Currently, under its Constitution and the laws in place, the Philippines remain a country with a number of restrictions on foreign investments, in addition to a series of restrictions on other areas, such as private property or employment. Depending on the business sector, the restrictions on foreign investments can be very severe, in particular for companies with share capital of less than 200,000 USD. Furthermore, for some professions, the exercise of them by a foreigner is prohibited or is made very difficult. A foreigner or a company with foreign capital cannot own more than 40% of a land. The share of corporations that can be held by foreigners generally ranges from 0% to 40%, depending on the sector in question, with some exceptions if the investment exceeds certain thresholds. Full private ownership is allowed to foreigners only in retail, but heavy restrictions are imposed on paid-up capital and investments, discouraging entry. Foreign companies usually enter the Philippine market through joint ventures with local partners or franchise chains, but system’s inefficiencies often emerge due to the lack of management control and the greater protection usually enjoyed by local competitors, further discouraging the foreign intervention. 

Not surprisingly, according to the Central Bank of the Philippines, net foreign direct investment in the country fell to $ 6.5 billion in 2020, marking the third consecutive year of decline. To counter the trend, in June 2020, the Philippine government announced the approval of 12 new economic zones, which will be managed by the Philippine Economic Zones Authority,, the largest investment agency in the country which has the task of assisting foreign investors and facilitate their business operations in the country, with the power to grant tax and non-tax incentives. However, under the Corporate Recovery and Tax Incentives for Enterprises Act (CREAT), considered the largest fiscal stimulus program in the country's history, the government will immediately reduce the corporate income tax rate from 30% to 25% and the incentives (such as tax breaks, logistical support and facilitated customs procedures) will be decided by the President on the advice of the Fiscal Incentives Review Board (FIRB). Opening the Philippine market to foreign investors and reducing bureaucratic constraints related to business are therefore among the top priorities of the Duterte government. A goal that now appears close, after the failed attempts of the previous administrations and that will move the axis of the Philippines even more towards the West.

L’outsourcing nelle Filippine

Come le Filippine sono diventate un hub del BPO

Il Business Process Outsourcing (BPO) è uno dei settori in più rapida crescita nelle Filippine, al punto da rappresentare uno dei tre pilastri dell’economia del paese, insieme alle rimesse inviate dai lavoratori filippini all’estero ed al turismo.

La crescita del BPO nelle Filippine ha mostrato infatti un tasso di espansione medio annuo del 20% nel corso dello scorso decennio. Secondo i dati dell’Oxford Business Group, il settore rappresentava solo lo 0,075% del PIL nel 2000, dato cresciuto progressivamente fino a raggiungere il 12% nel 2019.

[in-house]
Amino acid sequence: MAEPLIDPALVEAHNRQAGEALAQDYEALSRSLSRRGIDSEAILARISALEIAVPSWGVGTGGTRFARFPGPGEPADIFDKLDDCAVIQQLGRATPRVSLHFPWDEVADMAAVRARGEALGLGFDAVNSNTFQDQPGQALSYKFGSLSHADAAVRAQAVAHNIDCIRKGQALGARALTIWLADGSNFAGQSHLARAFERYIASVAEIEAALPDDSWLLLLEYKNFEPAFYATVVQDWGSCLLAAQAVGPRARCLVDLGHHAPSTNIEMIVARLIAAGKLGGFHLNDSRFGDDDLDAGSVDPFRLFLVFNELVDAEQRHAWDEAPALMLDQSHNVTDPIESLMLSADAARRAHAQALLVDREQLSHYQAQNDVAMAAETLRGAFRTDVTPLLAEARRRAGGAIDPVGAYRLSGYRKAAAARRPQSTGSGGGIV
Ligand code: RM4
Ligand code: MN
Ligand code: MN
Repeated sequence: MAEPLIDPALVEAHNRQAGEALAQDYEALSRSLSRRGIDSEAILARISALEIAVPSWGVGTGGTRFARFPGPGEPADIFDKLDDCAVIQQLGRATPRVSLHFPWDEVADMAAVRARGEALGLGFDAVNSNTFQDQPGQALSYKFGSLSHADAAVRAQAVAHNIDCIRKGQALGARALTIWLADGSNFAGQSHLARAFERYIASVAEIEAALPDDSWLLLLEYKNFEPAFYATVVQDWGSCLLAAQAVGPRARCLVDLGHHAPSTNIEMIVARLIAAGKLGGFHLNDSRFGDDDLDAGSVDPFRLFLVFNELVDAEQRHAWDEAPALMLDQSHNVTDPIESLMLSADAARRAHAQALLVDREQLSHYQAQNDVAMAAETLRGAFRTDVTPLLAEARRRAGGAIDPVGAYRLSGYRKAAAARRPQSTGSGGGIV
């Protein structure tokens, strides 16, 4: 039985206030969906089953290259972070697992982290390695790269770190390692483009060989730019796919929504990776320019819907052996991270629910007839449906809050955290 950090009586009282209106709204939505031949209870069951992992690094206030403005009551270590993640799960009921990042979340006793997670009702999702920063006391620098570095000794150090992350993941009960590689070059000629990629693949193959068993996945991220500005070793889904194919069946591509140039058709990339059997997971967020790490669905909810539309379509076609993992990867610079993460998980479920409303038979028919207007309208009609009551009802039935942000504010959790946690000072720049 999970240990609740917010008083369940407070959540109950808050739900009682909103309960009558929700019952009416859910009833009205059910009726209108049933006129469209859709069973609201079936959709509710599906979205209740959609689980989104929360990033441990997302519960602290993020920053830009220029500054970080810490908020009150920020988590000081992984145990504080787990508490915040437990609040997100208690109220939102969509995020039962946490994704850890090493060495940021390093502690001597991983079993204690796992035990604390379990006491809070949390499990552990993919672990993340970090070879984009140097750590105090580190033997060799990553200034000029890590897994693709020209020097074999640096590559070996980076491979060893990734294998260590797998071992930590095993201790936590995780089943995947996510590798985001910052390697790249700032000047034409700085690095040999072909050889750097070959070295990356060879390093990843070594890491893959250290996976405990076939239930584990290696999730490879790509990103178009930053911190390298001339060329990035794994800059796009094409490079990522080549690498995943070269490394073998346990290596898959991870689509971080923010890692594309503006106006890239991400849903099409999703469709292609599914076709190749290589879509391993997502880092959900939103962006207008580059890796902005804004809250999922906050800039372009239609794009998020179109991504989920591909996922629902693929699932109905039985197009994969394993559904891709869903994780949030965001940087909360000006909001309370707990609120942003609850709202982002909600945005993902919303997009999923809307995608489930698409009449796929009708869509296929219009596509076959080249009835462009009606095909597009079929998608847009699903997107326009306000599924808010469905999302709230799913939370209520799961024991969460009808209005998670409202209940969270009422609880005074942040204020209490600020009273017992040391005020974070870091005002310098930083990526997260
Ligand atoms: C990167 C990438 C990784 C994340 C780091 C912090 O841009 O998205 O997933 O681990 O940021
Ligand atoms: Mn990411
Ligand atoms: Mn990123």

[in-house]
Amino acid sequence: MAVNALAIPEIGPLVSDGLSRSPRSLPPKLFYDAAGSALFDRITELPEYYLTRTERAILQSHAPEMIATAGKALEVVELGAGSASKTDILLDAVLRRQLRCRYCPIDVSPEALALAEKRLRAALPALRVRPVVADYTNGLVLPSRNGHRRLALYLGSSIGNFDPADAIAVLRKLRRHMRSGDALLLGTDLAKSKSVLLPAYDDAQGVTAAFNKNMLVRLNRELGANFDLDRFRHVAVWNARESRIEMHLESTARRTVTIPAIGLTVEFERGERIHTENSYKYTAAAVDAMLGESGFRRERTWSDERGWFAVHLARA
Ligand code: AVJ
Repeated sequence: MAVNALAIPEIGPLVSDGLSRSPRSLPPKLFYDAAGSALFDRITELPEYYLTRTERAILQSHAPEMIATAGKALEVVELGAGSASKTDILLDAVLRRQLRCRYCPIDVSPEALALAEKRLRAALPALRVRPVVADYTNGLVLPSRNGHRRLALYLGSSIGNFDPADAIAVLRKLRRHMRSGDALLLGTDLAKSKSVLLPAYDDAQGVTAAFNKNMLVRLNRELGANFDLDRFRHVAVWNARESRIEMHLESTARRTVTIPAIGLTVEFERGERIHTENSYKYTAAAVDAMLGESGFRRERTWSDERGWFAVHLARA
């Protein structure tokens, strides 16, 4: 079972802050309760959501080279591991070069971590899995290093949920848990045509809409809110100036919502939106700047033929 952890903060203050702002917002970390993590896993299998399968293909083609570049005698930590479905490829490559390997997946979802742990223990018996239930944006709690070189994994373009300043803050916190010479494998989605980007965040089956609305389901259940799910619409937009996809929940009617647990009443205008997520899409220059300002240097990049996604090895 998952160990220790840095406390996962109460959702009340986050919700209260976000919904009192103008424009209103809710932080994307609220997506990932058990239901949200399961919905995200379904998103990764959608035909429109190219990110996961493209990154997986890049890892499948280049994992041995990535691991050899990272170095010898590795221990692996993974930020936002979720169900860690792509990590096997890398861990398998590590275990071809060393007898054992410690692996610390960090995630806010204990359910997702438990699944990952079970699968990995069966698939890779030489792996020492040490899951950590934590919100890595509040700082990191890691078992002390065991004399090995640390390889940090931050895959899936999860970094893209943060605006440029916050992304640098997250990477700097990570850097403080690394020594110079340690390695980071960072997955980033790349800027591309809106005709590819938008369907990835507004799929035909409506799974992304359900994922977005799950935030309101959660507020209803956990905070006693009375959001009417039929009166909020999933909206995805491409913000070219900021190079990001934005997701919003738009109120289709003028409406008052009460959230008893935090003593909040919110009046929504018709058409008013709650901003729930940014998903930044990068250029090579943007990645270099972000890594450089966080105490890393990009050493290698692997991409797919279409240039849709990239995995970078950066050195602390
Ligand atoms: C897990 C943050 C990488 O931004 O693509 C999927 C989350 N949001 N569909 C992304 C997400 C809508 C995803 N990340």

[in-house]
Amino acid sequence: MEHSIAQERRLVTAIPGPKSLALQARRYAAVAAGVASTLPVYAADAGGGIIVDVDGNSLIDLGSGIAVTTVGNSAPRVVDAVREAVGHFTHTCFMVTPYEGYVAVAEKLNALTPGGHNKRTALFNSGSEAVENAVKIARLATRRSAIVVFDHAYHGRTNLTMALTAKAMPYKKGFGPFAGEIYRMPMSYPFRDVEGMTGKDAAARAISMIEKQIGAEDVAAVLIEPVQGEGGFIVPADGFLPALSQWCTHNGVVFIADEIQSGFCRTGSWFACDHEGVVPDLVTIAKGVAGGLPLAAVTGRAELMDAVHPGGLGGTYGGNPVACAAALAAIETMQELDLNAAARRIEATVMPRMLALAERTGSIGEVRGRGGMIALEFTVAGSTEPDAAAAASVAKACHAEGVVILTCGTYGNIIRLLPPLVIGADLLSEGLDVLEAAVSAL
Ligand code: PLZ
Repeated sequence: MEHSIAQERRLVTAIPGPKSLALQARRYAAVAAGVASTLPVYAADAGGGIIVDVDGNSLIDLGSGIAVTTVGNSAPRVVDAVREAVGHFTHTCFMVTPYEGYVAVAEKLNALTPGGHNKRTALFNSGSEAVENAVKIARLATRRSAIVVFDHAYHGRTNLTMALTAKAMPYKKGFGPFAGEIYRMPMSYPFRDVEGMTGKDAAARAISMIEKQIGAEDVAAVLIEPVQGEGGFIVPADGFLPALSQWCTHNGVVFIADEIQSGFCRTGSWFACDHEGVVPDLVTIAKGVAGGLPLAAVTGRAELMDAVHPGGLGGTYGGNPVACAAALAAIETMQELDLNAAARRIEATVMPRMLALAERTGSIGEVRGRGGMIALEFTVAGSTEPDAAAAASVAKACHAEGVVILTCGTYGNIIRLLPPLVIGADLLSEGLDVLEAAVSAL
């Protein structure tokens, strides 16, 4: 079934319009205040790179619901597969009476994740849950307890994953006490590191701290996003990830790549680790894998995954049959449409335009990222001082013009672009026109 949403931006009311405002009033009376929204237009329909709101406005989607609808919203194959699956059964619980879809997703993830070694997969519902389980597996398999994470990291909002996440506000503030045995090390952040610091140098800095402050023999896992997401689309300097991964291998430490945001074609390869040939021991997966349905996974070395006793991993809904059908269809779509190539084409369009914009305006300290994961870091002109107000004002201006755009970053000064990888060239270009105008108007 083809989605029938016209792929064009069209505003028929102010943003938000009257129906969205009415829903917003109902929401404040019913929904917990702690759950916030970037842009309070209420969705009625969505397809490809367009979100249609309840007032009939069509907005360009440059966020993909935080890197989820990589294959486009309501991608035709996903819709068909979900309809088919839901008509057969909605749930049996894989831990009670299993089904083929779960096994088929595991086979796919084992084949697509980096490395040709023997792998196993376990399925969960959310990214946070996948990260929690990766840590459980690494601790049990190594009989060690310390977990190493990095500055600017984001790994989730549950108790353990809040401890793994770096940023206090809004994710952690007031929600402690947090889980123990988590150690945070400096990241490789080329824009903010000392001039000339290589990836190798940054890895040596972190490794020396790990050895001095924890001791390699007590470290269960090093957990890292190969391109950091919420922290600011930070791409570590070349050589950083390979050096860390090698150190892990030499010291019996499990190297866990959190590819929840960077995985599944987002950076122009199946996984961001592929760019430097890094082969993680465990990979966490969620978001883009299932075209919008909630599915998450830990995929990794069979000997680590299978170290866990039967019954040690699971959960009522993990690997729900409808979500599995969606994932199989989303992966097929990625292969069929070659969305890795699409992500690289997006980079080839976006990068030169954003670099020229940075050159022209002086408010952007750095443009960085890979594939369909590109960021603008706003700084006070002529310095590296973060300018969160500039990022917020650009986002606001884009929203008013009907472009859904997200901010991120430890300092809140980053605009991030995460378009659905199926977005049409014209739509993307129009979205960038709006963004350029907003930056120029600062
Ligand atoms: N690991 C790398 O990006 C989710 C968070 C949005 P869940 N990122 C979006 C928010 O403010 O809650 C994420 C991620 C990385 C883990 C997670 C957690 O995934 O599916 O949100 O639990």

Secondo gli ultimi dati del governo filippino l’industria del BPO impiega 1,35 milioni di lavoratori, la maggior parte dei quali (87,6%) nei call center, mentre quasi il 12% lavora in aziende di computer e servizi informatici. Nell’ultimo anno, è emerso un forte trend di crescita anche del segmento del Data Analytics.

La Roadmap 2016-2022 della IT and Business Process Association of the Philippines (IBPAP) si pone tuttavia obiettivi di crescita ancora maggiori per il settore, puntando a toccare – entro un paio di anni – 1,8 milioni di persone occupate, 40 miliardi di dollari di fatturato complessivo e una quota del 15% nel mercato globale del BPO.

Il settore BPO è fortemente internazionalizzato nelle Filippine: il 55% delle aziende opera a livello globale (il 65% delle quali esporta verso gli Stati Uniti), il 27% a livello regionale e solo il 18% all’interno del Paese. Sono tre le ragioni principali per cui le Filippine sono riuscite a diventare un hub internazionale del BPO.

In primo luogo, il governo filippino si è attivato fin dai primi anni 2000 per incentivare gli investitori ad esternalizzare nel Paese. Ha infatti messo in atto diverse politiche liberali, inclusi benefici fiscali e misure di semplificazione nelle procedure in materia di occupazione.

Il secondo aspetto riguarda il bilinguismo. Oltre al filippino, gli studenti imparano fin da subito l’American English. La padronanza della lingua inglese e l’affinità con la cultura occidentale conferiscono alle Filippine un vantaggio concorrenziale rispetto ai suoi diretti competitors nel BPO, come l’India.

Infine, il salario medio dei lavoratori filippini nel settore è meno della metà di quello delle loro controparti nei paesi occidentali. Gli Stati Uniti ed altre imprese anglofone sfruttano questo fattore per abbassare i loro costi fissi.

Nonostante la crisi legata al COVID-19 abbia avuto un impatto negativo e rallentato la crescita del BPO nelle Filippine, le multinazionali straniere non hanno abbandonato il paese. Se la crisi continuerà a favorire la domanda di servizi telematici è infatti probabile che il settore riprenda presto la propria traiettoria positiva di crescita.

Articolo a cura di Amiel Masarap e Maria Viola.